The male/female vocal harmony anchors Low; it is the essential, gravitational nexus of what makes them such a wonderful band. And why shouldn't it? The history of popular music bears testament to its power; Neil Young and Linda Ronstadt, Bob Dylan and Joan Baez, Marvin Gaye and Tammy Terrell, Gram Parsons and Emmy Lou Harris, Emmy Lou Harris and Bob Dylan, Emmy Lou Harris and Bruce Springsteen, Emmy Lou Harris and Elvis Costello, Emmy Lou Harris and Neil Young, Emmy Lou Harris and Ryan Adams, Emmy Lou harris and Bright Eyes…
As well as not featuring Emmy Lou Harris, Low's harmony singing is also divergent in a number or other significant ways. Harmony singing in popular music is most often used to create a sense of upswing or emphasis, like an especially humane string section, lifting the song at various points; the female (usually higher) voice adds an additional tonal increment, coaxing the melody skyward. Harmony singing in country and folk music, on the other hand, is often used in a more dialectic way.
Either voice begs a question to which the remaining singer offers response. When the voices inevitably converge during the chorus we sense agreement at the heart of the argument; perhaps the d.i.v.o.r.c.e might never happen. In this latter sense, the aim (hegemonic issues aside) is to create a space in which both the male and female point of view can coexist, a technique which stands in opposition to the standard, one-directional monologue of the traditional love song. Tonight, Low provide a thorough and convincing dissection of these approaches. Throughout, Mimi Parker effortlessly beguiles the melody earthward, always resisting the allure of ascendant triumphalism.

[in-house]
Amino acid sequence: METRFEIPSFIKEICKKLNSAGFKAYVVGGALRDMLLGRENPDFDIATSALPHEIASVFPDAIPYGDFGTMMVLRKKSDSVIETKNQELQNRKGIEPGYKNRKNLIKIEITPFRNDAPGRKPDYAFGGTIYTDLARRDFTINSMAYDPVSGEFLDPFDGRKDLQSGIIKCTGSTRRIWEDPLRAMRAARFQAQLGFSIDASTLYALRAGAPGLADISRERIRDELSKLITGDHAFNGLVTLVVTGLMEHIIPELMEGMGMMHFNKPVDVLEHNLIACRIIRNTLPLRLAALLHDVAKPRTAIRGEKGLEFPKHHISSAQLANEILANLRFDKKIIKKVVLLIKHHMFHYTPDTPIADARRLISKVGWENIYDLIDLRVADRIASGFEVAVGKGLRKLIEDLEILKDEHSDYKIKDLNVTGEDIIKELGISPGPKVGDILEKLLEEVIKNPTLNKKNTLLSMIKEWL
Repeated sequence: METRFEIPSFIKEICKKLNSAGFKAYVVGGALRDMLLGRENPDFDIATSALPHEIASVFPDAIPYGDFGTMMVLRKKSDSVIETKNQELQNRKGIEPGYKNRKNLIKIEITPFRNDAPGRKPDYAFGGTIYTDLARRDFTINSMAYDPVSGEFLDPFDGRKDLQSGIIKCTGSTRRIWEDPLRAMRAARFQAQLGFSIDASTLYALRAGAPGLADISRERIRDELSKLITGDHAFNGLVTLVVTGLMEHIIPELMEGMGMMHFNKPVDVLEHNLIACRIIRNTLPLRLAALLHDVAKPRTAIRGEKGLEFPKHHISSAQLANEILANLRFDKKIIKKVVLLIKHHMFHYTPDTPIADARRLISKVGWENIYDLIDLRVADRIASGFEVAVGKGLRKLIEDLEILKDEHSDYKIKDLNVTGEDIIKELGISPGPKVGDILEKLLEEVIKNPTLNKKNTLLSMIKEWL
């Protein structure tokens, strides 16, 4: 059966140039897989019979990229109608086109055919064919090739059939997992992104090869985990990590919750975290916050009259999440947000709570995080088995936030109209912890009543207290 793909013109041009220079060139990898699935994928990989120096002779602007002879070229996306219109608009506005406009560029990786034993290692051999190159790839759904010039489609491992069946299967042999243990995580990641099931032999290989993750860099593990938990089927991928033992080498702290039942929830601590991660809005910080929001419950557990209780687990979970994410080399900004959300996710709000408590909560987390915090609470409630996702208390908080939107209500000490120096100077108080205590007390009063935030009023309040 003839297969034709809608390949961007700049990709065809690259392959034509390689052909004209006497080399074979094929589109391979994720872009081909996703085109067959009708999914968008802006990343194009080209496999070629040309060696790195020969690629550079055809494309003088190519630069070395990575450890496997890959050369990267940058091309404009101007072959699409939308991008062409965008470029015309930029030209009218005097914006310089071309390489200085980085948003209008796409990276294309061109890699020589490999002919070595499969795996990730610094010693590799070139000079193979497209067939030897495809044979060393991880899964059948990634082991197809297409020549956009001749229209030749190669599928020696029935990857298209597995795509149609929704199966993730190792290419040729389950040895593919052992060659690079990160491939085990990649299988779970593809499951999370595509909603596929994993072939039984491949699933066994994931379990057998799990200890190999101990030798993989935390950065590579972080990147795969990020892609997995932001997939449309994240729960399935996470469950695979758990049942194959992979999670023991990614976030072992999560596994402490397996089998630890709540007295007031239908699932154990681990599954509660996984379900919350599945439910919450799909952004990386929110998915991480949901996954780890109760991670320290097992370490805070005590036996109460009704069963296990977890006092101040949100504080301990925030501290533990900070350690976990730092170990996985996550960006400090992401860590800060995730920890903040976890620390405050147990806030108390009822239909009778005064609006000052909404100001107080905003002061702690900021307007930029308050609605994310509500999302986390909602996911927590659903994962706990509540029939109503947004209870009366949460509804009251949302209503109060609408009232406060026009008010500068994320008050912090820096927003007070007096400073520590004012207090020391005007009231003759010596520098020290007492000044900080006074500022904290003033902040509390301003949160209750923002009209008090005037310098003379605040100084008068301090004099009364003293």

The two voices hover nervously and anxiously in one another's space, offering notes of trepidation and caveat, wanting to support the other's decision but sensing total agreement might result in disaster. Minutes into the performance it feels like you are in the presence of an eerie dualism, always hearing both the bad idea and the ghosts of those who have perished at its hands. Just as a Tuvan throat singer shamanically produces two notes at once, the feeling of listening to Low is also unnerving; you are hearing two utterances from the same consciousness; one utterance contains doubt, truth and dread, the other a believer's stridence- they sit together with debilitating unease, it is beautiful. In this sense, Low attempt to approach a subject with verity, recognising that no matter how many other people are present, there is always more than one voice, recognising that voices derail and destabilise as much as they affirm and showing that, at its best, 'harmony' singing should seem like an ironic term.